Sleep is our body’s natural coping mechanism against wear and tear, it is our body’s way to rest and recharge, and sleep disorders are generally understood to be disruptions to this natural mechanism. It is a state of non-consciousness, and inactivity–all our senses are generally suspended during sleep, therefore making us less responsive to any external stimuli. It is relatively easier to recover from and definitely more reversible than coma or hibernation as observed in animals; meaning, under normal circumstances, we can easily awaken from sleep. A person should have at least 6 to 8 hours of sleep everyday so it can function well. During sleep, our body rejuvenates its immune, skeletal, nervous, and muscular and digestive systems. Having good skin and complexion has also been linked to having enough sleep. The importance of sleep cannot be stressed enough for the proper and efficient function of the human body. Sleep deprivation and disorders will definitely take their toll on a person’s productivity and basic daily functions.
A sleep disorder should therefore not be taken too lightly. While some sleep disturbances are temporary, other types of sleep disorders might be potentially more serious than they may appear. There are several medical conditions which can lead to sleep disorder. Aside from sleep deprivation, which is in itself is already a problem; sleep disorders can also be signs of more serious physical and emotional conditions. There are many types of sleep disorders; there can be sleep disorders in adults and sleep disorders in children. Types of sleep disorders are generally classified into three categories, namely, lack of sleep, disturbed sleep, and excessive sleep.
The more popular type of sleep disorder under the category lack of sleep is called Insomnia. Insomnia is a type of sleep disorder where there is difficulty in falling or remaining asleep. Patients usually complain of the inability to fall asleep. And when they do get to sleep, patients find it hard to maintain sleep, oftentimes waking up in the middle of the night. A lot of insomnia cases are linked to patients’ personal and environmental stressful conditions, and the condition is observed more in adults than in children.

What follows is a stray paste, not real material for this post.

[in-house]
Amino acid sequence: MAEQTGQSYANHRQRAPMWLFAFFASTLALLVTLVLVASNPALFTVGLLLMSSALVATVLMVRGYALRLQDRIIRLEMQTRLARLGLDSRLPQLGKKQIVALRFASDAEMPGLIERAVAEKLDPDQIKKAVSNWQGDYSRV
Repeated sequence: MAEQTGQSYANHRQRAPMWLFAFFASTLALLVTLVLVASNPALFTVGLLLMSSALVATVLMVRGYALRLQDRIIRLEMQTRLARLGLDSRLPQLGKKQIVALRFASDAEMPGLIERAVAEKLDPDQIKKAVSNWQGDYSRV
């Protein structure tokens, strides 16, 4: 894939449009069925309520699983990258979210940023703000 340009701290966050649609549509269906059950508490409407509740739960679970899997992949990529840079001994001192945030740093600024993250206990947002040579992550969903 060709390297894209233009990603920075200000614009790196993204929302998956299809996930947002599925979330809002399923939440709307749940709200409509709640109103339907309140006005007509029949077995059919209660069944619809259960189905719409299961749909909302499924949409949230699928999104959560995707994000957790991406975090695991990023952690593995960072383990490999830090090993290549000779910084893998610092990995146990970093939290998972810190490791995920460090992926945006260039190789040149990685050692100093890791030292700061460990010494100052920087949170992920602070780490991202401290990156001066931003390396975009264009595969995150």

The next type of sleep disorder, disturbed sleep, has more varied sub-types. One of the more prevalent an potentially life threatening is sleep apnea. Sleep Apnea is a sleeping disorder characterized by pause or interrupted breathing while sleeping. The patient may go on years without being aware he or she has the condition. Sleep apnea has been associated with fatigue and sleepiness while awake, even as the patient had seemingly complete hours of sleep the previous night.
The third type of sleep disorder, excessive sleep, is medically known as narcolepsy. It is a neurological condition where patient sleeps in abnormally long hours of sleep. Narcolepsy is also characterized by an uncontrollable urge to go to sleep during inappropriate times within the day, regardless if the patient has enough sleep the previous night. People with narcolepsy can also experience hallucinations at the onset of sleep called hypnagogic hallucinations, sleep paralysis for a brief time after waking up, and muscle weakness or paralysis.
Other types of sleep disorders not discussed here but are also commonly widely experienced include snoring, restless legs syndrome, periodic limb movements of sleep, and bed wetting or enuresis, among others.